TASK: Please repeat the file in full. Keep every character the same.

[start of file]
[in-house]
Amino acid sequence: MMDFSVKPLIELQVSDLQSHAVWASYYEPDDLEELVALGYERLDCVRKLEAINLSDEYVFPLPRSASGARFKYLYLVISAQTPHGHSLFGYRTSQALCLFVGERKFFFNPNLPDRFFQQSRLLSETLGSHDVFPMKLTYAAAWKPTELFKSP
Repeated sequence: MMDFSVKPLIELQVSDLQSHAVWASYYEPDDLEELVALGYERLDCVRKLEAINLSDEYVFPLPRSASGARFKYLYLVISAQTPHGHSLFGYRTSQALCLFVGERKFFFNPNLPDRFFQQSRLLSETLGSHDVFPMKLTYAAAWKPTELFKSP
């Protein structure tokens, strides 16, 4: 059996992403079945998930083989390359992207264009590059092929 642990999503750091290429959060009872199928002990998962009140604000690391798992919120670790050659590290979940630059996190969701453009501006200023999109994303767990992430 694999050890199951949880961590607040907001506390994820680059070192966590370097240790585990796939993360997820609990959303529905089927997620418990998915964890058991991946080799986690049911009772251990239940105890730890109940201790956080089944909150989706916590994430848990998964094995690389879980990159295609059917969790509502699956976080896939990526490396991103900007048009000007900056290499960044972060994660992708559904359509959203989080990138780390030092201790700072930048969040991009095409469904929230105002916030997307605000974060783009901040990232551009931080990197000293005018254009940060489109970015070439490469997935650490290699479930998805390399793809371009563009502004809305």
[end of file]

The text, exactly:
[in-house]
Amino acid sequence: MMDFSVKPLIELQVSDLQSHAVWASYYEPDDLEELVALGYERLDCVRKLEAINLSDEYVFPLPRSASGARFKYLYLVISAQTPHGHSLFGYRTSQALCLFVGERKFFFNPNLPDRFFQQSRLLSETLGSHDVFPMKLTYAAAWKPTELFKSP
Repeated sequence: MMDFSVKPLIELQVSDLQSHAVWASYYEPDDLEELVALGYERLDCVRKLEAINLSDEYVFPLPRSASGARFKYLYLVISAQTPHGHSLFGYRTSQALCLFVGERKFFFNPNLPDRFFQQSRLLSETLGSHDVFPMKLTYAAAWKPTELFKSP
């Protein structure tokens, strides 16, 4: 059996992403079945998930083989390359992207264009590059092929 642990999503750091290429959060009872199928002990998962009140604000690391798992919120670790050659590290979940630059996190969701453009501006200023999109994303767990992430 694999050890199951949880961590607040907001506390994820680059070192966590370097240790585990796939993360997820609990959303529905089927997620418990998915964890058991991946080799986690049911009772251990239940105890730890109940201790956080089944909150989706916590994430848990998964094995690389879980990159295609059917969790509502699956976080896939990526490396991103900007048009000007900056290499960044972060994660992708559904359509959203989080990138780390030092201790700072930048969040991009095409469904929230105002916030997307605000974060783009901040990232551009931080990197000293005018254009940060489109970015070439490469997935650490290699479930998805390399793809371009563009502004809305």